Slut-shaming, also known as slut-bashing, is the idea of shaming and/or attacking a woman or a girl for being sexual, having one or more sexual partners, acknowledging sexual feelings, and/or acting on sexual feelings. Furthermore, it’s “about the implication that if a woman has sex that traditional society disapproves of, she should feel guilty and inferior” (Alon Levy, Slut Shaming). It is damaging not only to the girls and women targeted, but to women in general an society as a whole. It should be noted that slut-shaming can occur even if the term “slut” itself is not used.
Why women slut-shame
As with many sexist phenomenon, women aren’t just the targets of slut-shaming, they are often the perpetrators as well. Not to mention that many times women will slut-shame in one moment and go on to revel in their “sluttiness” in the next. This, especially when compared to male behavior regarding sexuality, can be seen as confusing and contradictory:
So is that what women slut-shaming other women is about? Do they worry they themselves might be labeled sluts? Do they want to appear less slutty? I don’t know. That may be part of it, but I don’t think it’s quite the same. After all, rarely do het men parade around in “gay” outfits and say “Look how gay I look” to other het men unless they want to get beat up. And yet a woman could wear what she considers herself to be a “slutty” outfit and say “Look how slutty I look” to her fellow non-slutty friends and get a couple of laughs and that’s it.
The first thing to realize when talking about women slut-shaming each other is that infighting among oppressed groups is a necessary part for keeping those groups oppressed; ergo women are encouraged, through internalized sexism, to distrust each other and fight for male approval. In other words:
Slut-shaming is one of the chief ways that women attempt to compete with each other for male approval in a patriarchy that defines women’s worth by their physical attractiveness and limits their ability to distinguish themselves by other means.
It is also important to keep in mind that, in a patriarchal society, “male approval” translates into a form of power (albeit a limited one). Even in societies where women have access to other ways in which to attain power, girls are still encouraged from a young age to seek out and maintain male approval as a way to secure their own power in the world.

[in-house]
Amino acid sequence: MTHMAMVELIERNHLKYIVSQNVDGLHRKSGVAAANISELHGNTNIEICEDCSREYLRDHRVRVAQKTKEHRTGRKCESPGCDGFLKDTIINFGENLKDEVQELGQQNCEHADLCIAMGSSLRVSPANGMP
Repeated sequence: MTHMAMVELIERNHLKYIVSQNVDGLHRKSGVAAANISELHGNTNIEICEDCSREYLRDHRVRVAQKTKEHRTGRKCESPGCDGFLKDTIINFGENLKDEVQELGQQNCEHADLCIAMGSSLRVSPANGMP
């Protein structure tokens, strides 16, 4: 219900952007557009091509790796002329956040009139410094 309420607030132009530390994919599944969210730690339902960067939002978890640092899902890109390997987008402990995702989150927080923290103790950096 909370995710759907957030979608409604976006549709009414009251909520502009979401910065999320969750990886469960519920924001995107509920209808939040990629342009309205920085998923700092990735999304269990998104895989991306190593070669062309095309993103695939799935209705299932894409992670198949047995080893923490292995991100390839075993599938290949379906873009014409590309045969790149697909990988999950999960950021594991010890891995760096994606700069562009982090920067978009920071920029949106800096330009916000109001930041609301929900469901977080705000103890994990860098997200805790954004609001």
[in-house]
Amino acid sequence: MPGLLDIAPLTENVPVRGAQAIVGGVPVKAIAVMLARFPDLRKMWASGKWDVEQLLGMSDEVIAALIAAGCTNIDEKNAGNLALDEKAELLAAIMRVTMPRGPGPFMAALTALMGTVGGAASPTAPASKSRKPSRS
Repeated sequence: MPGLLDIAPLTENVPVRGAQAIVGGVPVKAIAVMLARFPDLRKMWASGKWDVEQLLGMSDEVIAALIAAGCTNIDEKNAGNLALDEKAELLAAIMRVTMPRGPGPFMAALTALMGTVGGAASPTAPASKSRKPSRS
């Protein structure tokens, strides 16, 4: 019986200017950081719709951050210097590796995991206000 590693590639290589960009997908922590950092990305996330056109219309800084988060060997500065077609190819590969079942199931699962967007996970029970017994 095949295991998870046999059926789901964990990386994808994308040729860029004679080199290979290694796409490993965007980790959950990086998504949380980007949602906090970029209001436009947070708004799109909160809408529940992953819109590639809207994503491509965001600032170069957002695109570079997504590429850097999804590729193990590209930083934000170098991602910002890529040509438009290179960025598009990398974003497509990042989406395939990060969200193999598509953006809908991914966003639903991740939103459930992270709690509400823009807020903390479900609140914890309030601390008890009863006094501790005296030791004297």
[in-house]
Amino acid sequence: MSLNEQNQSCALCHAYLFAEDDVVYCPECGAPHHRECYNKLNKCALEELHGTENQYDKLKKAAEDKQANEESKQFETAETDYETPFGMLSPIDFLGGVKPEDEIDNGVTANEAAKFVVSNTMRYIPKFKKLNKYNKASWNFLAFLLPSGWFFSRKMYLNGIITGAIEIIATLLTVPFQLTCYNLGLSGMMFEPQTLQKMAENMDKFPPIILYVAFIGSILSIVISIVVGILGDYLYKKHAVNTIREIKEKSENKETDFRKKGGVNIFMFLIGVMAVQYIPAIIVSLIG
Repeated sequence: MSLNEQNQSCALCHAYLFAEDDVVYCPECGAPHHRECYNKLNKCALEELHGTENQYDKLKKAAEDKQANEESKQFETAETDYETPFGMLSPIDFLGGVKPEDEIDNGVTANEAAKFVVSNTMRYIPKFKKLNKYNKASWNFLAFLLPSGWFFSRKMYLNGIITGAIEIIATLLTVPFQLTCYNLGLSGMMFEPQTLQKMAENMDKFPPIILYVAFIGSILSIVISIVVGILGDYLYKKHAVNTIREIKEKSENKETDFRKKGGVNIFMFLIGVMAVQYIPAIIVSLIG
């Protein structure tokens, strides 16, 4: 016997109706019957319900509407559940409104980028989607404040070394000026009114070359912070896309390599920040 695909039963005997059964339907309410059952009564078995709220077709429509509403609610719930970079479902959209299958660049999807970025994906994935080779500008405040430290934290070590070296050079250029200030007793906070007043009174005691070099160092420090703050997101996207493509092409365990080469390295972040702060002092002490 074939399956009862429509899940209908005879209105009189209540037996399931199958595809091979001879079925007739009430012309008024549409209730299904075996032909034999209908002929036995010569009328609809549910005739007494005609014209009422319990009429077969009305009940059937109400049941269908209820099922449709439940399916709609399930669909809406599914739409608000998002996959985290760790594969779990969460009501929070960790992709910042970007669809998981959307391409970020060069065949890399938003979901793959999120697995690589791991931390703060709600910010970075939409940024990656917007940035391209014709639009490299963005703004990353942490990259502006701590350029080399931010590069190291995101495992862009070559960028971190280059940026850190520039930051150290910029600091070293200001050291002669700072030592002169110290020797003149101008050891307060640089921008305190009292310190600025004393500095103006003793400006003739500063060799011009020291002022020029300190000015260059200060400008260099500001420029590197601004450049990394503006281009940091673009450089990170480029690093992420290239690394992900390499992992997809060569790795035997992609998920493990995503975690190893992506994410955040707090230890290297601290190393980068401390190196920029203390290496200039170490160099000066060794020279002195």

Tanenbaum looks at this phenomenon as it relates to slut-shaming:
Slut-bashing is a cheap and easy way to feel powerful. If you feel insecure or ashamed about your own sexual desires, all you have to do is call a girl a “slut” and suddenly you’re the one who is “good” and on top of the social pecking order.
earned $72.20 dollars for taking photos of the beautiful gusta and picking up money from recycle boutique. bought a bag for $15 - perfect for a book, wallet and diary bought another moleskine diary for 2011 (SO EXPENSIVE) and some coolo shoes from most wanted.
played with freya and ingrid at…
that was a good day.
i liked when we ordered a tall pool from HQ to put down the middle of our spacecraft. so that we could wash and play with rubber duckies. and when we made the soup to make us big and we ate it with straws. it had a lot of paprika in it because that’s good for evenness of stretching. and when you shot the cupcakes and soup out from the launcher at the top and we had to bounce to make it work. and when we found the translator telephones so that we could communicate with the aliens who were actually tiny.
Falling in love, we said; I fell for him. We were falling women. We believed in it, this downward motion: so lovely, like flying, and yet at the same time so dire, so extreme, so unlikely. God is love, they once said, but we reversed that, and love, like heaven, was always just around the corner. The more difficult it was to love the particular man beside us, the more we believed in Love, abstract and total. We were waiting, always, for the incarnation. That word, made flesh.
And sometimes it happened, for a time. That kind of love comes and goes and is hard to remember afterwards, like pain. You would look at the man one day and you would think, I loved you, and the tense would be past, and you would be filled with a sense of wonder, because it was such an amazing and precarious and dumb thing to have done; and you would know too why your friends had been evasive about it, at the time.
There is a good deal of comfort, now, in remembering this.
”—The Handmaid’s Tale, Margaret Atwood (via comablood)